The Myth of Rotating Weight
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ABCDEFGHIJKLMNOPQRSTUVWXYZ
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Rim Weight (kg)12
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Rim moment of intertia (I = MR^2)0.4515840.903168
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conversion from kph to Hz0.13164324470.1316432447
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Speeds (kph)
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101.316432447
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405.265729788
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506.582162235
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607.898594682
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709.215027129
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Energy required to spin (J) (1/2 I w^2)0.78259253751.565185075
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12.521480625.0429612
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19.5648134439.12962687
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28.1733313556.3466627
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38.3470343476.69406867
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Power required to accelerate from 0 to given speed in 1.5 seconds (W)
0.52172835831.043456717
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8.34765373316.69530747
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13.0432089626.08641792
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18.782220937.5644418
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25.5646895651.12937912
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Let's say in a crit you slow down to 35 kph and re-accelerate to 40 kph, in 1.5 seconds, how much power does that take?
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(Ignoring all air resistance, the dominating source of power draw)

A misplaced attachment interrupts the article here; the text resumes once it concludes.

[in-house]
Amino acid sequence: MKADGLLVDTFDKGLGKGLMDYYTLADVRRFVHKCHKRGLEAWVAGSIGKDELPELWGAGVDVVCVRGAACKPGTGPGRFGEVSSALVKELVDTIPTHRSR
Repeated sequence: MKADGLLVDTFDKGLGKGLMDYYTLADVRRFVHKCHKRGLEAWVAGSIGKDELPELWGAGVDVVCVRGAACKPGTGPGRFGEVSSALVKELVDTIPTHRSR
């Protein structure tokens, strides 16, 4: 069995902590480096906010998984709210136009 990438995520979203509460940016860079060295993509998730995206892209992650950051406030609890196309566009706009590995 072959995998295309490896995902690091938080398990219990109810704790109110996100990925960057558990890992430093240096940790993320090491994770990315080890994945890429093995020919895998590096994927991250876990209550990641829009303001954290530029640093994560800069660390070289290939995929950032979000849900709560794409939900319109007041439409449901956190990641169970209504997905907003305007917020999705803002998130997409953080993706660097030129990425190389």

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Light RimHeavy Rim
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Initial velocity (kph)3535
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Final velocity (kph)4040
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Time (s)1.51.5
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Initial kinetic energy (J)56.84756105113.6951221
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Final kinetic energy74.24987566148.4997513
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Difference17.4023146134.80462922
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Power11.6015430723.20308614
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Power required for 80kg rider + bike
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3780.864198
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4938.271605
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1157.407407
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771.6049383
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So it takes 10 W more to accelerate the heavy wheel, but it *already* takes 771W to accelerate the rider + bike, ignoring air resistance.
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So that's a 1-2% difference, even before you consider aerodynamics.
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For an average rider with a CdA of 0.3, at sea level, with normal Crr and normal drivetrain losses, 200W gets you about 35 kph, 300W gets you 40 kph
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